Eating with the season is eating what is local and to support the energy and element of the season.
What to eat is perhaps one of the most homogenizing forces we know. It’s part of our cultural, historical, regional, and national identity. So often the diet regime we choose is based on getting to a certain weight or on medical diagnosis. Our comfort food is what helped us to feel safe at home physically and emotionally in childhood. Happy memories of certain people. Not-so-happy triggers as well.
My own diet has changed my entire life. Labelled a “picky eater”, I had an interesting relationship with food. I didn’t like eating organ meats, which are now in vogue, and I didn’t like shrimps, which we are now told are pretty dirty. Raised with having to eat regular was tough – I wasn’t always hungry.
One approach I’ve been exploring is eating with the season, as we move through the five elements.
When I relocated back to Canada, I basically ate to keep warm! It’s a lot colder than Singapore where I was living for nearly ten years. The first year back, I had a few morsels of meat. I drank a lot of soups and ate a lot of fish in the Winter (water element).
Buying local is pretty easy since farmers’ markets are abundant and we can join a CSA program. Doing this means my food is fresher and hasn’t been harvested too early, transported long distances, and subjected to not widely known health measures that may involve chemicals.
Or even better is if you can grow some of your own veggies, fruits, and herbs.
What does Eating with the Season mean?
According to TCM, eating with the season helps us be in harmony with our environment. Adapting to environmental changes is an important part of our well-being. The general principle is – “nourishing yang in spring and summer time, and nourishing yin in autumn and winter time.”
The Spring, for example, is the wood element and corresponds with Liver and Gall Bladder. Wood energy is yang – youthful, upward, and active. This can be sprouts and green leafy vegetables. We also want to nourish the Liver and Gall Bladder. This may just be eating lighter, not to burden these organs. Here are some suggestions of foods that nourish and heal the Liver and Gall Bladder.
My general approach, however, is to follow my inner authority. According to Human Design, we are each designed to eat in one of 12 ways. This is how we can ensure we are supporting our cognition and living correctly according to our design.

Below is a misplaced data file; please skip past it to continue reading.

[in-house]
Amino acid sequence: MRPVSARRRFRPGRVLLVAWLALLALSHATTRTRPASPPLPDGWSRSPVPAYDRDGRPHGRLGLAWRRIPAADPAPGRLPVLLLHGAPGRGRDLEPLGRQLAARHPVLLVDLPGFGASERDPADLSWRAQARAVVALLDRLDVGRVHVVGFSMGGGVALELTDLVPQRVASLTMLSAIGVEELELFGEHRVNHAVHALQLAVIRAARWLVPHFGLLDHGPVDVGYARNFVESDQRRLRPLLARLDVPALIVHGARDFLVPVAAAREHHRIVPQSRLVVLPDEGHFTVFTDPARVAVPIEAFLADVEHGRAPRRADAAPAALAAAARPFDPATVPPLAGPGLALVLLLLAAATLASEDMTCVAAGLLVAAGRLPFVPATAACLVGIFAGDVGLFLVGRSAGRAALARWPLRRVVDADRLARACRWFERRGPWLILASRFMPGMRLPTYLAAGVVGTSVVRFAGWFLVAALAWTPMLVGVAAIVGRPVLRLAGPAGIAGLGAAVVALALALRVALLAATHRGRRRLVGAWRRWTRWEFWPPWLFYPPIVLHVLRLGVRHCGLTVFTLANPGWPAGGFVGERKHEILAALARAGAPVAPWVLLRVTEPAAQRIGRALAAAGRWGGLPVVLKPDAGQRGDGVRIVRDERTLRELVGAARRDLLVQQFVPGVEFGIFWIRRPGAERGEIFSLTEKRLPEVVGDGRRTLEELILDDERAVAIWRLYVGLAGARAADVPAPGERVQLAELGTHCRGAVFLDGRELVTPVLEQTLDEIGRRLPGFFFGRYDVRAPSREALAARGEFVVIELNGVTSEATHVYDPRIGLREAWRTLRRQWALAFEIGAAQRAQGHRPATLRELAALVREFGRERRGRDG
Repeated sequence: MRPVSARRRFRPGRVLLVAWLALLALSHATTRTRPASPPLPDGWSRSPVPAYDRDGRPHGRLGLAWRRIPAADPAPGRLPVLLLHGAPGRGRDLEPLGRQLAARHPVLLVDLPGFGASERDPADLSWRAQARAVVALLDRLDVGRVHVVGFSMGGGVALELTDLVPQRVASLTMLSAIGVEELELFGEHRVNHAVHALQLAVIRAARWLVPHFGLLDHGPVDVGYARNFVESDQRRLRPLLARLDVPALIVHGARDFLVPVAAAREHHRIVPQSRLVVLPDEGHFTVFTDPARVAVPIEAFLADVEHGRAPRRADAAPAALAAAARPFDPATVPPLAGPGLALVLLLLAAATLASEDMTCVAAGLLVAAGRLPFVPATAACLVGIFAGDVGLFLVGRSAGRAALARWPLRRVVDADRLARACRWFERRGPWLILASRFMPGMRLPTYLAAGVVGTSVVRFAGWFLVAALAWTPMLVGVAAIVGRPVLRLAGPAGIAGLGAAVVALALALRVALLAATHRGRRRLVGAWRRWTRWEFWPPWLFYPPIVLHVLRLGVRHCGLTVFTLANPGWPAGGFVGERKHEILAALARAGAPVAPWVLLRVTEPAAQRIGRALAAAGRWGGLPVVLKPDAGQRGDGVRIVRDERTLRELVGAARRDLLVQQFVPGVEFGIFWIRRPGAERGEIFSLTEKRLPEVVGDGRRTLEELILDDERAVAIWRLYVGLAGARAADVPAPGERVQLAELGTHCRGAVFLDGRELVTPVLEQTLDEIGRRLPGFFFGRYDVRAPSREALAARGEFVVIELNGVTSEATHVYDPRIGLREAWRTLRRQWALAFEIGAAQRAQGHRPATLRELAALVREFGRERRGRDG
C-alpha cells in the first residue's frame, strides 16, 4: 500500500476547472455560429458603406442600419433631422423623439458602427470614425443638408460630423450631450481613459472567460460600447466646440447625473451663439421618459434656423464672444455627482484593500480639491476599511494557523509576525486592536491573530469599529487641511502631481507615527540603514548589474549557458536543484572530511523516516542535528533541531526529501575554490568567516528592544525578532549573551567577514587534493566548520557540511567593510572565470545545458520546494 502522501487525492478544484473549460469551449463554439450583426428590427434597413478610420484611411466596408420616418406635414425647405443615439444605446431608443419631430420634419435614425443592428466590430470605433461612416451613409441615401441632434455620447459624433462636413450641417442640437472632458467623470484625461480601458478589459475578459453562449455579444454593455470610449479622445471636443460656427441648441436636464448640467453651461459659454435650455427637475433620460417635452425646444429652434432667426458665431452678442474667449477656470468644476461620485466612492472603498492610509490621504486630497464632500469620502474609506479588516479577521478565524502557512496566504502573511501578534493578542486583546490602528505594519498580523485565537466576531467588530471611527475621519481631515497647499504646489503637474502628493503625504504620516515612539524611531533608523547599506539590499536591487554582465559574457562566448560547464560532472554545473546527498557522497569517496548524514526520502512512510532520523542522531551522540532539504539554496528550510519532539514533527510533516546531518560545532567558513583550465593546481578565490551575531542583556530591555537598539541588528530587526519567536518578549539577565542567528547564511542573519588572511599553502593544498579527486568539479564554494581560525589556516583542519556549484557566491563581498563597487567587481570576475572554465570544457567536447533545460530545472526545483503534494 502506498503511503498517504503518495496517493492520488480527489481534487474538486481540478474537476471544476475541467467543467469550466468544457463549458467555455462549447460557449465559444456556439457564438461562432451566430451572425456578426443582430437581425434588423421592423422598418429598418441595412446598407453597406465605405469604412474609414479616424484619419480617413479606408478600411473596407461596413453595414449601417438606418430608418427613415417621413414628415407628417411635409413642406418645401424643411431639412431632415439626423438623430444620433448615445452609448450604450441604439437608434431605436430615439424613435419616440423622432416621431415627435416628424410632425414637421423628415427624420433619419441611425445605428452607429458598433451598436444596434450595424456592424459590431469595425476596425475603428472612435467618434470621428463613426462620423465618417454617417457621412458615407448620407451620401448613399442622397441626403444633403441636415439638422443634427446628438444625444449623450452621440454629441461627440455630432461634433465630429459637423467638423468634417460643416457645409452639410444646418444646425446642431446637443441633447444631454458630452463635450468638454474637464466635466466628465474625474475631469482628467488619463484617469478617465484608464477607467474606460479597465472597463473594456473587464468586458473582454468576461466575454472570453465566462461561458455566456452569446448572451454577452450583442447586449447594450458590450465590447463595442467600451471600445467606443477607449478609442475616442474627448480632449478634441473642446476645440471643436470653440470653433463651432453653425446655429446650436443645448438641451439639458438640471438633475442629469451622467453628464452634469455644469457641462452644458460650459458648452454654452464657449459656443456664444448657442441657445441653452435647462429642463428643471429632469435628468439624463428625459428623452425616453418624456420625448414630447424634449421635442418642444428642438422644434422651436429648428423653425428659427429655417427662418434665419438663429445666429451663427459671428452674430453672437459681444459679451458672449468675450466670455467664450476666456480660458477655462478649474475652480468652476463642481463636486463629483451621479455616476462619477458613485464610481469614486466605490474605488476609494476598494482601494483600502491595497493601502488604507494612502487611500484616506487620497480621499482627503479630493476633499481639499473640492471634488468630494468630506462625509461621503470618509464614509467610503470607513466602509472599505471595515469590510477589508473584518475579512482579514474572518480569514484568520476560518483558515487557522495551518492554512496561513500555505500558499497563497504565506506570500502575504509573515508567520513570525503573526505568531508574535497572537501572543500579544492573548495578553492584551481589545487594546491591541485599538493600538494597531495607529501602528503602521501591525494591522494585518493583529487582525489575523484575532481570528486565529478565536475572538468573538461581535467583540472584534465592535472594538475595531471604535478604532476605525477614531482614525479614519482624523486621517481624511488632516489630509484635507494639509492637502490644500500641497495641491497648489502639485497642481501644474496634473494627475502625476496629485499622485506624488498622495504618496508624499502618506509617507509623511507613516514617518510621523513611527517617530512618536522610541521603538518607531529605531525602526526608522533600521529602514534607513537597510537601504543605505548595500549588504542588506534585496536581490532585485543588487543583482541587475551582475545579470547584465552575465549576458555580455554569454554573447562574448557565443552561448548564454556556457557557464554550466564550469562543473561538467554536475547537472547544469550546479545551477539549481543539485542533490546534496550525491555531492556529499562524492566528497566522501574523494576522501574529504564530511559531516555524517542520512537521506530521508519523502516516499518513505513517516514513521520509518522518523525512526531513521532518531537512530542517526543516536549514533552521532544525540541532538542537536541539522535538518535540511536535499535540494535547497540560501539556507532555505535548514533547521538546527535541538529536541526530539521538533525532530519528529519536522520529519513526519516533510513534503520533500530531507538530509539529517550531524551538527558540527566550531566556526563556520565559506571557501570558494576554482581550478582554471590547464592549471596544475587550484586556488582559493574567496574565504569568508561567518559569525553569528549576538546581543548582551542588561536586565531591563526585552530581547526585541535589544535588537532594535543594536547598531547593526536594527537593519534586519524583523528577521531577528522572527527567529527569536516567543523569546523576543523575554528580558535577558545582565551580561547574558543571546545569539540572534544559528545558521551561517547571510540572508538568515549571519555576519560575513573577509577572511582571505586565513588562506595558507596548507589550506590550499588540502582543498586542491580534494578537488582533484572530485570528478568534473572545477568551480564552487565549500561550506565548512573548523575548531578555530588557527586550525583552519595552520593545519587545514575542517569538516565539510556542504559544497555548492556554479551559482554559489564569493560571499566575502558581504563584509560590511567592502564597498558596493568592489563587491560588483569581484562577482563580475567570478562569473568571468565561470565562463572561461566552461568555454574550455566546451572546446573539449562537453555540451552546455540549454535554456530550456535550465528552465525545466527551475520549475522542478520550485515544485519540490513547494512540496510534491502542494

For me, as a Manifesting Generator, listening to my sacral response is my inner authority. Yours may be listening to your spleen or be invited.
Going with the body, listening to our inner authority, will lead us naturally to eat and consume what is correct for us. It may not be logical!
Given the way our food industry has developed, including lobbying and campaigning for specific foods, has meant many people have an unhealthy relationship with food and eating patterns. We’ve been told, for example, how addictive sugar is and yet much of what’s eaten is heavily processed and includes high fructose corn syrup. What we eat is very conditioned and most of us are not even aware of it.
What do we eat when we don’t experience the four seasons?
I’ve pondered this a lot when I lived in Singapore. I mostly ate local (non-spicy versions) such as veggie hor fun and seafood noodle soup and my old favourites – salmon and veggies in a coconut broth, smoothies, and juicy fruits. Sticky to what I love and tastes good to me is my design.
Whether you are “born and raised” or new to the area, research the traditional diet. You’ll find a lot of insight of why they eat certain foods, spices, and combinations. And go with your inner authority. Experiment.
Are you eating with the season? What have you found in your experimentation and experience?
For me, no matter what I eat, blessing it first, enjoying it, and being grateful for it raises my frequencies and those of the food. Properly and completely digesting what we take in is also important. I boost my stomach and spleen energies by holding my thumb.